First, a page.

The chapter always prided itself in keeping a family flavor to each event providing merchandise and fun targeted to the ladies and our next generation of hunters – the kids. We felt unique in that way, and knew that our efforts would lead to a big pay day in the future. 
Tinker Frazier

Kentucky elk release
In the late 1990's as state chair, I worked with Dr. Parkhurst of Virginia Tech on a feasibility study for the re-introduction of elk in Virginia. Everyone was excited that we might get elk in Virginia. Our excitement was short lived as our game commission rejected the program. At the same time Tom Baker was state chair in Kentucky and on December 19, 1997 (my wife's birthday), members of our committee and I traveled together to Hazard, Kentucky, to see the first elk released there. We were thrilled to see the release and could not have imagined that in May 2012 we would see the ancestors of those Kentucky elk released in Virginia
Danny Smedley

For more than 10 years we sold and resold an inflatable elk head along with a plaque containing the list of successful bidders. The winning bidder won the right to keep the elk head for a year and then we sold it again. Finally our inflatable friend developed a leak and was retired to a box in my garage with the rest of the chapter history.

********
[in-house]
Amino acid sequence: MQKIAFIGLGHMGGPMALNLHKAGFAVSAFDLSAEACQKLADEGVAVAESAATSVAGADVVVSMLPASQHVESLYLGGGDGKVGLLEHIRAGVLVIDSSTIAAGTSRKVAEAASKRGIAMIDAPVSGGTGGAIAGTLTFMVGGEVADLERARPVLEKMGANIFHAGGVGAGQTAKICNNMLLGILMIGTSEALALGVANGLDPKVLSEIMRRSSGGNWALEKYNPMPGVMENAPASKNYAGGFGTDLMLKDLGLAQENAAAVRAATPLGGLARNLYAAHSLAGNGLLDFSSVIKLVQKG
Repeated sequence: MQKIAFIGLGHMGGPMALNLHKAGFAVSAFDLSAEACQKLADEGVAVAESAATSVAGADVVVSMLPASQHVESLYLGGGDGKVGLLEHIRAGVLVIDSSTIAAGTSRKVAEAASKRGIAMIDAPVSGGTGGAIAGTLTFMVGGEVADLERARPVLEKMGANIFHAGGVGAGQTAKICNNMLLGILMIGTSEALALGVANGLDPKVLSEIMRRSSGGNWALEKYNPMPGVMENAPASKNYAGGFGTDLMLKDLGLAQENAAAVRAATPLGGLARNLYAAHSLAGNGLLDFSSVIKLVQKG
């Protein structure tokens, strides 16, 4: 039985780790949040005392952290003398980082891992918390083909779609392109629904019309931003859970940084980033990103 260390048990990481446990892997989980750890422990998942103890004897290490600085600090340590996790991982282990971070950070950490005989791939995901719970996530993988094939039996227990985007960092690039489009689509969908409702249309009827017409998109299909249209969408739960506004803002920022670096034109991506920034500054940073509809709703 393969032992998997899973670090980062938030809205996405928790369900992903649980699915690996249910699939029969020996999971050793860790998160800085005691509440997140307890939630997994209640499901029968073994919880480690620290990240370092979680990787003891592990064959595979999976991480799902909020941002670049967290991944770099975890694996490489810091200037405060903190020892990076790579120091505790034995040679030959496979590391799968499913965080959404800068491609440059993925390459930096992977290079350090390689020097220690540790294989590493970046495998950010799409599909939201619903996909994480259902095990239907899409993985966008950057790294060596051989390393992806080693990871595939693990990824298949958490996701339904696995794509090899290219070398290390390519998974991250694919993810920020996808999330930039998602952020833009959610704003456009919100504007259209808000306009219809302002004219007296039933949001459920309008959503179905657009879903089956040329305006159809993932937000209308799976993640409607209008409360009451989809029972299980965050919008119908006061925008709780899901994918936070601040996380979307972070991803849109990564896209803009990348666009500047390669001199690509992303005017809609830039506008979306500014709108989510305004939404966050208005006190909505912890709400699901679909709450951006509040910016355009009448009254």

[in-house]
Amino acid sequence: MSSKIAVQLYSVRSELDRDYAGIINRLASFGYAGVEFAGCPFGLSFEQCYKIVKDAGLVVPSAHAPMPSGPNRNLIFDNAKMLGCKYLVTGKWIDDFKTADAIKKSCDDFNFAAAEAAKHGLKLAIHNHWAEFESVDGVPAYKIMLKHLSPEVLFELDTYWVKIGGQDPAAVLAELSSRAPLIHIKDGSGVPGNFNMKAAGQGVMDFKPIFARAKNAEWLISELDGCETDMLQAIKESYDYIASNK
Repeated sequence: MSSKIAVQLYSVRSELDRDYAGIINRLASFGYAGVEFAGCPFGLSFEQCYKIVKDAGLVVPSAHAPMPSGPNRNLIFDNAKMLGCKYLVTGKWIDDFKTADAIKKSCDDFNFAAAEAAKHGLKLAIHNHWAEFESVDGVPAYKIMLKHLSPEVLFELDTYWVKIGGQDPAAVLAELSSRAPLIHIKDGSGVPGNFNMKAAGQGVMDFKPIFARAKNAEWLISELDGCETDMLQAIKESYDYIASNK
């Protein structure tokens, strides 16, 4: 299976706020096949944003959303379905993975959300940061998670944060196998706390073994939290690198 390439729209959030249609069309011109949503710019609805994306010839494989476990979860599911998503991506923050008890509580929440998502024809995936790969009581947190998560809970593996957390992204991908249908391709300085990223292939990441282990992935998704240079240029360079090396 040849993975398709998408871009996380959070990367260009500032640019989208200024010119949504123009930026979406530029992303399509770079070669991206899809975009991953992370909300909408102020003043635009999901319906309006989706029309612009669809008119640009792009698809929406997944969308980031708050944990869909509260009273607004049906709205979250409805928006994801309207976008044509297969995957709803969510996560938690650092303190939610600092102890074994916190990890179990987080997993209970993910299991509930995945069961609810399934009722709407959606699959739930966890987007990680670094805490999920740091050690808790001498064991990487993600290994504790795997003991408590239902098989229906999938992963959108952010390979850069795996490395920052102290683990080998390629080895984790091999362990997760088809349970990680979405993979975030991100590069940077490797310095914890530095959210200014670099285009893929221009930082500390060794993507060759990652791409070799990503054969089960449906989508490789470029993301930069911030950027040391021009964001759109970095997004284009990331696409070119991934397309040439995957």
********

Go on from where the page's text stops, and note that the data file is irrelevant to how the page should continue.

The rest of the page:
As a committee we have hunted elk together, bird hunted, shot skeet, attended life events and become friends. Those friends and committee members have included doctors, lawyers, computer scientists, financial advisors, business owners, a veterinarian, CPAs, many enlisted personnel -even a 4-star admiral- and people from all walks of life. I really learned my best lessons in managing people by leading a committee of volunteers!
Danny Smedley

In the politically-charged Washington, DC arena, our passion and commitment to the mission of the Elk Foundation was a rarity and motivated us through many adversities and naysayers. Staying true to the vision and mission, we persevered, and celebrated when elk were returned to the Commonwealth. We will always treasure the friendships we have made over these precious years, and can’t recall those days before we were a tight knit family. 
Tinker Frazier

Oh the memories and the friendships and all for a great cause. One I strongly believe in as noted on my license plates which reads RMEF. Here's to another 25 years!
Danny Smedley

Virginia now has more than 2,500 members in eight different chapters.

Kudos and a big “thank you” go out to our volunteers and members in the DC area and all across the nation who support RMEF’s conservation mission. 

Elk back on their native Virginia range